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Tag Archives | abbottabad

Rotten Apple theory?

An arrest merely due to ties to Hizb-ut-Tahrir stretches credulity.

Dawn ran an article about recent arrests in Pakistan, which included a serving Brigadier affiliated with GHQ, allegedly for having ties with Hizb-ut-Tahrir (HuT), a pan-Islamic radical group whose aims include establishing an Islamic Khilafat.  In his interactions with BBC Urdu, army spokesperson Maj. Gen. Athar Abbas confirmed that Brig. Ali Khan was had been arrested for ties with HuT.  But really, those utterances are about as convincing as Tahawwur Rana’s defense team.

Firstly, the very basis for Brig. Khan’s arrest — affiliation with a banned organization — seems to be questionable.  While it is true that the HuT was proscribed by Gen. Musharraf in 2004, the ban was lifted after being challenged in the Lahore High Court.  Secondly, even if we are to accept ISPR’s version of the story, the sudden eagerness to target people with ties to a  group with unquestionably radical beliefs, but one that poses no direct or immediate threat to the Pakistani Army stretches credulity. After all, what does the ban on HuT mean to a Pakistani military establishment that created and nurtured the Taliban, provided shelter to Osama bin Laden, and spawned the alphabet-soup of jihadi groups in Jammu & Kashmir?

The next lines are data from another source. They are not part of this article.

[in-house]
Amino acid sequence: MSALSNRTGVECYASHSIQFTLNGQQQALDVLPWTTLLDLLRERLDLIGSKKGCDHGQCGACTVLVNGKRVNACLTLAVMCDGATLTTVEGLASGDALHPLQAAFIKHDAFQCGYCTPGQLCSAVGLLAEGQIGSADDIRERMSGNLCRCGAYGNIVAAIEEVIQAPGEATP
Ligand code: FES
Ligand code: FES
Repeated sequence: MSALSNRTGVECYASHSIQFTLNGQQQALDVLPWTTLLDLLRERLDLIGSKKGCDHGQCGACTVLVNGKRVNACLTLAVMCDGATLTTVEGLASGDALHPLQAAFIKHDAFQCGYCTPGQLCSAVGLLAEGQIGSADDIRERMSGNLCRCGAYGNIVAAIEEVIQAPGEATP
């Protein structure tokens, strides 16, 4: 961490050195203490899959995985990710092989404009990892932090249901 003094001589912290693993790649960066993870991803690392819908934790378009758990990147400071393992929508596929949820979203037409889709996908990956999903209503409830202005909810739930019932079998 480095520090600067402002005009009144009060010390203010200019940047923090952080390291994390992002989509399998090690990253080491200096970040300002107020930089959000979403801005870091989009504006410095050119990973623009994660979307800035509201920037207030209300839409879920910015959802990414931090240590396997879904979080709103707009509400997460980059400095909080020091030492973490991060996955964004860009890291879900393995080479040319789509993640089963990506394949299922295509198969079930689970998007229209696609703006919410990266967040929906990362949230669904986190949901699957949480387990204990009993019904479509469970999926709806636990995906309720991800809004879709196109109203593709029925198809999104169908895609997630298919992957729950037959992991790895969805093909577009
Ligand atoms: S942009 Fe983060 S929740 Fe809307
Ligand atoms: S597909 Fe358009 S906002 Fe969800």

And since when has the Pakistani Army been the sort of entity to act against its members possessing links with radical groups?  Lest we forget former DG-ISI Lt. Gen. Mahmoud Ahmed, who was given his marching orders only after a great deal of reluctance, when Indian intelligence agencies informed the U.S. of the $100,000 he is said to have wired 9/11 attacker Mohammad Atta. Or indeed, the illustrious Lt. Gen. Nadeem Taj, who was relieved of duty as DG-ISI, after Washington pressured Rawalpindi with evidence of Lt. Gen. Taj’s direct involvement in the bombing of the Indian Embassy in Kabul, which resulted in 58 deaths.  And even then, the punishments meted out were anything but severe.  Lt. Gen. Ahmed retired from the army and is now a member of Tablighi Jamaat.  Lt. Gen. Taj was relieved of his duties as DG-ISI and given command of XXX Corps in Gujranwala.

But we digress. Whether and to what extent Brig. Ali Khan had ties to HuT may be less relevant.  Indeed, the good folks at GHQ are unlikely to arrest him only for maintaining ties with HuT, unless they also had paper on him on a far more serious charge that they wouldn’t care to advertise to the rest of the world.

So the question that needs to be asked is what is that other serious charge that Pakistan’s army wouldn’t care to see advertised?  So far, the only explanation for his arrest was provided by army sources.  While news of Brig. Khan’s arrest was made public just yesterday, BBC Urdu, which broke the story reports that he was in fact arrested on May 6, right after the time of the Abbottabad raid which killed bin Laden.  Indeed, Brig. Khan’s defense lawyer asserts (اردو) that he was arrested for raising inconvenient questions about the Abbottabad raid at a GHQ conference.

The question therefore needs to be asked — did Brig. Khan know something about the raid by U.S. Special Forces?  If so, what?  Did a serving Pakistan Army officer affiliated with GHQ provide intel to the U.S. that led to the Abbottabad raid?  The New York Times reports of an ongoing witch-hunt in Pakistan where people alleged to have provided intel to the CIA on bin Laden are being arrested.  Indeed, in light of this, Brig. Khan being taken into custody may not necessarily be a coincidence.

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All-weather doormat

Old Chinese proverb say: Beggars can’t be choosers.